It was quite a long shot when Michael Vick filed for bankruptcy in July 2008, but given the new six-year, $100 million contract the Eagles quarterbacksigned, the creditors are likely going to get back the $20.3 million Vick owes them.
We consulted Paul Campsen, a partner at Kaufman & Canoles and one of the lawyers who worked on Vick's bankruptcy, to help walk us through how the payments would be made to his creditors, which include the Atlanta Falcons ($6.5 million) and a former agent, Andrew Joel ($6 million).
Let's break it down for you.
Vick's adjusted gross annual income, with his new contract, will be somewhere in the $17 million range — we don't know the exact number because his endorsement deals are unknown. Taxes immediately come out, leaving $10.2 million left.
Vick, until 2015, gets to take an allowance of $300,000 for himself. That means that there's $9.9 million left over for creditors. The creditors are paid on percentages based on what Vick makes. The creditors get 10 percent on the first $750,000 ($75,000), 25 percent from $750,000 to $1.75 million ($250,000), 30 percent on $1.75 to $7.5 million ($1.725 million) and 40 percent on $7.5 million to his total adjusted annual income of our hypothetical $17 million ($3.79 million).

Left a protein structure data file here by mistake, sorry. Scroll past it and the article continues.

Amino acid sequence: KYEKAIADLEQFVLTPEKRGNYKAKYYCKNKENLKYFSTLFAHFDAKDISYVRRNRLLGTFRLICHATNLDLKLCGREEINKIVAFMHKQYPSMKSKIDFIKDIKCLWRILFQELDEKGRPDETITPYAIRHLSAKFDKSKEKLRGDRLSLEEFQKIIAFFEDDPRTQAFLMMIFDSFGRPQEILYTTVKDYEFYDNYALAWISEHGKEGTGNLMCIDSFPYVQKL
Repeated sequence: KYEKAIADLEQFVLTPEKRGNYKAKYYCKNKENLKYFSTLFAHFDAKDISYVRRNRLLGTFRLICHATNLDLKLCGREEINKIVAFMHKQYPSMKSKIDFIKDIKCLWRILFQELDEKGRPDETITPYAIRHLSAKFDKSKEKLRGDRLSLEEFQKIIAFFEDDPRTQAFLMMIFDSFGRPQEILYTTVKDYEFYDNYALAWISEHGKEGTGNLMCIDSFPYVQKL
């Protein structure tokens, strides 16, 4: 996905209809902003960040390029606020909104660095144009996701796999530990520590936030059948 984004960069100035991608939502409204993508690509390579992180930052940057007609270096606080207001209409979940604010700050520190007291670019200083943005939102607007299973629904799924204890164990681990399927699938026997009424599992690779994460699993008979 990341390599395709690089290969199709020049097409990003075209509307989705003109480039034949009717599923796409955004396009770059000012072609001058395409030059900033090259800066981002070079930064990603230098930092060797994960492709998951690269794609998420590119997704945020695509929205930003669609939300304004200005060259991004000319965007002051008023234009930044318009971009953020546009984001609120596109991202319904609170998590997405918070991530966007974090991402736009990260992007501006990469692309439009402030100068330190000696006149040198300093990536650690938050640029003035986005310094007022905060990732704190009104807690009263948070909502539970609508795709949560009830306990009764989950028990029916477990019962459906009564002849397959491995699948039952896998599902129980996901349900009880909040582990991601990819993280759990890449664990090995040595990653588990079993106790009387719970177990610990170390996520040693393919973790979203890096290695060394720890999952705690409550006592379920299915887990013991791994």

Add all of those up and Vick would pay $5.85 million to creditors in a year. According to court documents, Vick started with $20.3 million to pay. He has so far paid of $2.08 million. That means after paying off $5.85 million, he'd owe $12.37 million, which would likely be paid off in two more years considering Vick's endorsement money is very conservative.
So if Vick is still playing for the Eagles in the 2014 season, it likely means his creditors will be made whole.
How does Vick make out? Well, he's allowed to keep the money left over after his creditors are paid off on the schedule made by the court. So next year, he starts with $17 million, takes $300,000 for himself, gives $5.85 million to his creditors, pays taxes and makes after taxes and makes required monthly payments to his ex-girlfriend and his mother, among others. That leaves him with about $3.7 million.
Of that, he has to pay the lawyers and accountants, 50 percent ($1,850,000). Vick can then bank the other $1,850,000, but can't touch it. That means that on a $17 million salary, Vick will net about $1.88 million next year. That means he makes 11 percent of what the Eagles pay him.
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